3.1 Environmental monitoring
Environmental conditions were measured at both cave sites over a multiyear period, with data recorded in 2 h intervals near the areas where the stalagmites were deposited. Temperature and relative humidity were obtained using HOBO U23 automated sensors, while barometric pressure was recorded with HOBO U20L loggers. Drip rates were monitored at BG with Stalagmate acoustic drip counters (Collister and Mattey, 2008).
3.2 Uranium-series dating
Stalagmite chronologies were constructed with a total of 69 230Th dates obtained at the University of New Mexico (Table 1) using the methods of Asmerom et al. (2010). For dating of stalagmite carbonate, powders ranging from 100–200 mg were weighed, dissolved in 15N nitric acid, spiked with a mixed 229Th–229Th–236U tracer, and processed using column chemistry methods. U and Th fractions were dissolved in 5 mL of 3 % nitric acid and transferred to analysis tubes for measurement on a Thermo Neptune MC-ICP-MS. U and Th solutions were aspirated into the Neptune using a Cetac Aridus II low-flow desolvating nebulizer and run as static routines. All isotopes of interest were measured in Faraday cups, except for 234U and 230Th, which were measured in the secondary electron multiplier (SEM). Gains between the SEM and the Faraday cups were determined using standard solutions of NBL-112 for U and an in-house 230Th–229Th standard for Th that was measured after every fifth sample; chemistry blanks reveal U and Th blanks below 20 pg. Ages are reported using 2 standard deviation errors.
For BG stalagmites, corrections were made for unsupported 230Th using a 230Th∕232Th ratio of 13.5 ppm (±50 %), a value determined from isotopic analysis of cave drip water. To obtain this value, 108 mL of drip water was transferred into six 30 mL Teflon beakers. These beakers were fluxed in 6N HCl for an hour, rinsed, and heated gently on a hot plate until approximately 1–2 mL of fluid remained in each. All solutions were then combined into a single 30 mL Teflon beaker, spiked with the same tracer described above (which contains HF), fluxed, and then taken to complete dryness. The resulting precipitate was dissolved with 15N HNO3, dried down, dissolved again in 7N HNO3, and processed with the same column chemistry methods used for the stalagmite samples. We lack independent constraints on the initial Th ratio for the GCL stalagmite and thus apply the default value of 4.4 ppm (±50 %). This difference in the initial Th ratio impacts the corrected ages of GCL6 by 0.5–3.0 kyr relative to the value used for BG and thus does not meaningfully influence our interpretations.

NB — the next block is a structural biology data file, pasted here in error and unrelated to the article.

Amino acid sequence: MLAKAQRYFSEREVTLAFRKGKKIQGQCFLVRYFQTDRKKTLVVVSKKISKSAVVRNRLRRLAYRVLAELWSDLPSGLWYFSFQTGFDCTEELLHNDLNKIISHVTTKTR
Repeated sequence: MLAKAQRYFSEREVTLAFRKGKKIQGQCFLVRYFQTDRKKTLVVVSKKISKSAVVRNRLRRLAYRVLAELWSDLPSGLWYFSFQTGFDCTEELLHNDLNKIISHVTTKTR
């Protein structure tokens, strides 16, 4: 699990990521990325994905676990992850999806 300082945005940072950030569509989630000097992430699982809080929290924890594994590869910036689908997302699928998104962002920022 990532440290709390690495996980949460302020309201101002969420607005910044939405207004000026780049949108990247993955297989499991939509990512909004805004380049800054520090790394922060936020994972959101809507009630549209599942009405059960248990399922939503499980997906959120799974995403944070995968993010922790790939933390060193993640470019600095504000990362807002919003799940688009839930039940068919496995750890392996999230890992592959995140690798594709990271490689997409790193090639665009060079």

Age models were developed via multiple polynomial interpolations between dated intervals using the COPRA age-modeling software (Breitenbach et al., 2012) (Fig. 5). Aside from providing age models, COPRA also yields mean modeled stable isotope values and confidence intervals (Supplement Fig. S1). Here we rely primarily on the original δ18O and δ13C values because COPRA-derived median values reflect statistically robust variations, but reduce to some degree the range of isotopic variability. For COPRA, a dummy age was included in the age model for BG41 in order to extrapolate below the hiatus, which is only possible with at least two dated points. The value of this dummy age was based on the assumption that it maintains a stratigraphically correct slope (i.e., higher sections of the stalagmite represent younger material). The dummy age was applied a conservative error, meaning that it was as large as possible without causing stratigraphic inversion with respect to the bounding ages.
3.3 Stable isotope ratios
A total of 1510 stable isotope analyses were performed on calcite samples milled from the central axis of each stalagmite. After milling, powders were weighed (∼200 µg) and transferred to reaction vessels that were flushed with ultrapure helium. Samples were then digested using > 100 % H3PO4 and equilibrated overnight (∼16 h) at 34 ∘C before being analyzed. Isotopic ratios were measured using a GasBench II with a CombiPal autosampler coupled to a Thermo Finnigan Delta Plus XL mass spectrometer at Iowa State University. A combination of internal and external standards was run after every fifth sample, as well as before and after each batch, in order to ensure reproducibility. Oxygen and carbon isotope ratios are presented in parts per mil (‰) relative to the Vienna Pee Dee Belemnite carbonate standard (VPDB). Average precision for both δ13C and δ18O analyses is better than ±0.1 ‰ (1σ).